Cytoskeletal makeup of the synapse: Shaft versus spine

Cytoskeleton (Hoboken). 2020 Mar;77(3-4):55-64. doi: 10.1002/cm.21583. Epub 2019 Dec 4.

Abstract

The ability of neurons to communicate and store information depends on the activity of synapses which can be located on small protrusions (dendritic spines) or directly on the dendritic shaft. The formation, plasticity, and stability of synapses are regulated by the neuronal cytoskeleton. Actin filaments together with microtubules, neurofilaments, septins, and scaffolding proteins orchestrate the structural organization of both shaft and spine synapses, enabling their efficacy in response to synaptic activation. Synapses critically depend on several factors, which are also mediated by the cytoskeleton, including transport and delivery of proteins from the soma, protein synthesis, as well as surface diffusion of membrane proteins. In this minireview, we focus on recent progress made in the field of cytoskeletal elements of the postsynapse and discuss the differences and similarities between synapses located in the spines versus dendritic shaft.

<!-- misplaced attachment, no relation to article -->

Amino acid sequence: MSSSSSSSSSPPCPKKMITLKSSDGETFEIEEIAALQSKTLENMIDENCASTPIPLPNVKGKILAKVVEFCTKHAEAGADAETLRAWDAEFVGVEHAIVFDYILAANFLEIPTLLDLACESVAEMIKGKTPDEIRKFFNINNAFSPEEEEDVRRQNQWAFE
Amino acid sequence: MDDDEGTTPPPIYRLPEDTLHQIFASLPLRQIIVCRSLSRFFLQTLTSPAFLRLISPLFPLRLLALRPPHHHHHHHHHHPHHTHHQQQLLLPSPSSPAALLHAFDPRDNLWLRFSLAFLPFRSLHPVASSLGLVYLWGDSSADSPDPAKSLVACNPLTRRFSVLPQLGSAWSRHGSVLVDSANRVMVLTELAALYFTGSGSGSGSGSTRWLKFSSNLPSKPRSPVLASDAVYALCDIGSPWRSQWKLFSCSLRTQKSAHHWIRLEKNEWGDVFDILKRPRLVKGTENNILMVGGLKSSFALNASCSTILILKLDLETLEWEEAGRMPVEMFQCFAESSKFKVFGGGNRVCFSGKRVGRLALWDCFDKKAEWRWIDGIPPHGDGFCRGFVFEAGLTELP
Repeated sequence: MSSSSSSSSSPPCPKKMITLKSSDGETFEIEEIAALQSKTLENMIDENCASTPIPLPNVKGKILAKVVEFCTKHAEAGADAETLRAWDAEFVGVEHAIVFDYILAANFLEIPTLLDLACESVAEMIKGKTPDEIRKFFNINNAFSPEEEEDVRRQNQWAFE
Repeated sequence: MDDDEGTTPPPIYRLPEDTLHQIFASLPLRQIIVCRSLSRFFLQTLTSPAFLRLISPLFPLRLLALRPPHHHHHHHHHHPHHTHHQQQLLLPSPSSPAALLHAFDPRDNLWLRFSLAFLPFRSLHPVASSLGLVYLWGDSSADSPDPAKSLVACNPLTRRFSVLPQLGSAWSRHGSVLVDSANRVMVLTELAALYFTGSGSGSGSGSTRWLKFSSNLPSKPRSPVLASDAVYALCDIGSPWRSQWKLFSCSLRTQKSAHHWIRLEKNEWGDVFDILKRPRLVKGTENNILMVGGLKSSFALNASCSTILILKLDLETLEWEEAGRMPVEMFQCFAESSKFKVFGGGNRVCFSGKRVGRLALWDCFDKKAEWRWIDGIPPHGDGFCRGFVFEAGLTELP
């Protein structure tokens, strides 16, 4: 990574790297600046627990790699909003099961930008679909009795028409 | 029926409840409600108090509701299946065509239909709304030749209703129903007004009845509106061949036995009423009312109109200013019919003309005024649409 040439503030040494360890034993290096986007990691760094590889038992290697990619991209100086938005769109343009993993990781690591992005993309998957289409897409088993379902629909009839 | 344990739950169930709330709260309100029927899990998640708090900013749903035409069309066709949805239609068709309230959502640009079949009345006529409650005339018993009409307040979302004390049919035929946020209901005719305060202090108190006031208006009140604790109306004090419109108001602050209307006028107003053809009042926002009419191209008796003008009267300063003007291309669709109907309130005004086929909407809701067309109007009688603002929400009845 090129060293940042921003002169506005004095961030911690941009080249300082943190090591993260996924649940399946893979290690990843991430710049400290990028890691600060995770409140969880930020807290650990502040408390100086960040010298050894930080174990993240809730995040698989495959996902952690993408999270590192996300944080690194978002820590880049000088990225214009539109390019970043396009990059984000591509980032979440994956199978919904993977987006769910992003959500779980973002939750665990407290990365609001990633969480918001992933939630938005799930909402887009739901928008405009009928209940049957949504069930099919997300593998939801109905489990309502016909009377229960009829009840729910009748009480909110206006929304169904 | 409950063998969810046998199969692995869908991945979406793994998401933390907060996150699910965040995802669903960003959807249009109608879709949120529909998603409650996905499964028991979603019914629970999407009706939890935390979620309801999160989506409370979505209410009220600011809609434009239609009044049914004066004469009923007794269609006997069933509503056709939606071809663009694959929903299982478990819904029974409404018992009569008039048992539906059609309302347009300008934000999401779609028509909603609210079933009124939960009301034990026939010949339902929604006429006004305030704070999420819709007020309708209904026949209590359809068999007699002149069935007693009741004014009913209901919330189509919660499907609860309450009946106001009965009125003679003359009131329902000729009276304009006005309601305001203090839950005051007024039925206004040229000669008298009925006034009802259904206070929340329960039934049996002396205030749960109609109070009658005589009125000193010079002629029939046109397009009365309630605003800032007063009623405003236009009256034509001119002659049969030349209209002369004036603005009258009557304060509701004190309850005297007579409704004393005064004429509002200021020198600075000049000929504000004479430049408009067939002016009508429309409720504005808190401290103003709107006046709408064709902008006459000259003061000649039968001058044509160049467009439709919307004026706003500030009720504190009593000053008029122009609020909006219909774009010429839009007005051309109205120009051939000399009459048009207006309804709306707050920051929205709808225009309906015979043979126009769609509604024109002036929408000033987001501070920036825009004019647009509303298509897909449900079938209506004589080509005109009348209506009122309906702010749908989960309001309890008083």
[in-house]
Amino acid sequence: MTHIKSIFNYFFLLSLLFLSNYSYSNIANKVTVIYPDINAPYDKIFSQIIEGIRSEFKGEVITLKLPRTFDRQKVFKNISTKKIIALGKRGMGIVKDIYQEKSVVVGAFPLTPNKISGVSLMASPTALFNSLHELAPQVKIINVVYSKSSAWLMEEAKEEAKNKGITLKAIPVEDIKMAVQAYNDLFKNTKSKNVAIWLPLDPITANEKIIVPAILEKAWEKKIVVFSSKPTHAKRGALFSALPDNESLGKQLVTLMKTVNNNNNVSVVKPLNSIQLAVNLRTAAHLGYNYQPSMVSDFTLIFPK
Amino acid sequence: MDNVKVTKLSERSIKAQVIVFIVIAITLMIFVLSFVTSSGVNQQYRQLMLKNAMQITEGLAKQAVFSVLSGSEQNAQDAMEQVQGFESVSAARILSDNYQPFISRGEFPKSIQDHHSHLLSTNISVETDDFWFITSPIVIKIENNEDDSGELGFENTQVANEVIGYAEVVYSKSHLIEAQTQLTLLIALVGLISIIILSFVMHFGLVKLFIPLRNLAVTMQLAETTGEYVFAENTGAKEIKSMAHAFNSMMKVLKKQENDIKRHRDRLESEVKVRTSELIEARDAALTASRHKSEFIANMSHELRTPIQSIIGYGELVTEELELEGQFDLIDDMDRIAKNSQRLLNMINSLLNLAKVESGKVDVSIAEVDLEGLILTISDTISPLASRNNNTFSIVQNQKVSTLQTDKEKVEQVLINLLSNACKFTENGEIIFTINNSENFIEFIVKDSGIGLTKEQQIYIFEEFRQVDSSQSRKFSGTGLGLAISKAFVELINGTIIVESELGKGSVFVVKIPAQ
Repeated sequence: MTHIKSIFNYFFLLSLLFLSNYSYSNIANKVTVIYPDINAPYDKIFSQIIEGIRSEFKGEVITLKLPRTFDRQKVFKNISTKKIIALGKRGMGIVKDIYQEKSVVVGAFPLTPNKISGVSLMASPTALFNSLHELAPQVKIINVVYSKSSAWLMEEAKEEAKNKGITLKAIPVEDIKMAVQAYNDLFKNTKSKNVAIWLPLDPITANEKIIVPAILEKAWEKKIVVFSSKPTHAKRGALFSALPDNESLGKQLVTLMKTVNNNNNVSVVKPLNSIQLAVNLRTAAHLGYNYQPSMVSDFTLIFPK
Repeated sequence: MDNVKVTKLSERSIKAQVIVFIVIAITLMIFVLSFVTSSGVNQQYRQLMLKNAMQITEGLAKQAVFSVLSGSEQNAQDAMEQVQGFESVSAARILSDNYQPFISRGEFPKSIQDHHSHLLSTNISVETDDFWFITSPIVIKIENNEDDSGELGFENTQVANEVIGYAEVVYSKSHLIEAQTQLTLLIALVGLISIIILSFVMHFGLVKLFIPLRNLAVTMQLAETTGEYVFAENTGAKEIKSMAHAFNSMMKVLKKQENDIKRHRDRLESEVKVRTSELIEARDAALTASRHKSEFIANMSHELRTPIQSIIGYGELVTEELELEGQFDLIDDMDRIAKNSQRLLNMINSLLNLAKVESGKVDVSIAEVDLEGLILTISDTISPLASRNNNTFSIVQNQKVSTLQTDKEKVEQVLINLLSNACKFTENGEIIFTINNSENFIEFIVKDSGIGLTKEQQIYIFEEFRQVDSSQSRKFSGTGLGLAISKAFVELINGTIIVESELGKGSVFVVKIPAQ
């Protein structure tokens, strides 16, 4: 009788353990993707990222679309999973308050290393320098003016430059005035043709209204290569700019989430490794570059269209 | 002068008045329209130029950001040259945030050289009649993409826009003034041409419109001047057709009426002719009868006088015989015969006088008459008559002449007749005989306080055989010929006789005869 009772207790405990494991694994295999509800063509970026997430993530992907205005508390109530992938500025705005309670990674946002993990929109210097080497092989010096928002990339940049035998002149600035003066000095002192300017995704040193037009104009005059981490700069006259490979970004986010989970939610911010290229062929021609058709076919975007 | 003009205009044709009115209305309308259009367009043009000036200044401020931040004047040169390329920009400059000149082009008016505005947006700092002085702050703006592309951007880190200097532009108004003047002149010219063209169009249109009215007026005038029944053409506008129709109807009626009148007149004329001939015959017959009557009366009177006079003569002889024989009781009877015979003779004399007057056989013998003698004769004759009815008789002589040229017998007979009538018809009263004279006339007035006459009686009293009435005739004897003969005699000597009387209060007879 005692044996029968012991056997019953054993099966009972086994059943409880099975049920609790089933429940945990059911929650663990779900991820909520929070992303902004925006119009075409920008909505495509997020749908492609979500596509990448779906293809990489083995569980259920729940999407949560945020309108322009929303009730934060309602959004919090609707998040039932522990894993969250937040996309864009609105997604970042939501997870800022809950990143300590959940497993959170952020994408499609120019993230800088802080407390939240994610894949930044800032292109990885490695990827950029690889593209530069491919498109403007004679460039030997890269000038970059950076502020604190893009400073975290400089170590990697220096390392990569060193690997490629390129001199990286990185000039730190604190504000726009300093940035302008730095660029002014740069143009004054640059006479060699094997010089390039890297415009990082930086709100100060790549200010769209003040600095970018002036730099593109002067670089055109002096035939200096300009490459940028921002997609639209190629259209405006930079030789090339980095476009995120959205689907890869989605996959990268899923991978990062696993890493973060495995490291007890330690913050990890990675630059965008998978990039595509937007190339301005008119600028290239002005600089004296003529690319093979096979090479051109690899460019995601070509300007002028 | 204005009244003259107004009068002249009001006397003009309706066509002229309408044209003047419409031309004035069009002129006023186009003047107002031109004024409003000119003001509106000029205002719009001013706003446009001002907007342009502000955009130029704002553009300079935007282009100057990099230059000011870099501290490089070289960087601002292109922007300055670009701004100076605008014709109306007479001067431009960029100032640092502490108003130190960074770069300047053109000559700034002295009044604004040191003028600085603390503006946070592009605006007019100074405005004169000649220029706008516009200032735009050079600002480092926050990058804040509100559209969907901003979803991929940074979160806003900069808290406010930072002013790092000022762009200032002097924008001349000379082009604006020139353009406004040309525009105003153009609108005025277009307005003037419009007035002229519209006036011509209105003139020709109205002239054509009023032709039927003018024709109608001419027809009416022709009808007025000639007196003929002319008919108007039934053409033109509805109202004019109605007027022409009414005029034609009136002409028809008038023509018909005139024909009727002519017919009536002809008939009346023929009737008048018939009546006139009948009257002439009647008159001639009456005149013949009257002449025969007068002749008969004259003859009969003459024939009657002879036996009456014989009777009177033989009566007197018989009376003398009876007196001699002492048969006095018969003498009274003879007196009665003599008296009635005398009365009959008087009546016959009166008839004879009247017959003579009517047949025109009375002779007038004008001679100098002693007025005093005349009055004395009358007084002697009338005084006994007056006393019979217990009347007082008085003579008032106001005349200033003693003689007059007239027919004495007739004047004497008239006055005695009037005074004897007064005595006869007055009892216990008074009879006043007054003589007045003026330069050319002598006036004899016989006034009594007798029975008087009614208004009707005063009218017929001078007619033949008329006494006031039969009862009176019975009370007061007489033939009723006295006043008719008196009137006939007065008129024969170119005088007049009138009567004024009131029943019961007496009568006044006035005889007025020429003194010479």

Keywords: F-actin; microtubule; pyramidal neurons; septins; shaft synapse; spine cytoskeleton.

Publication types

  • Review
  • Research Support, Non-U.S. Gov't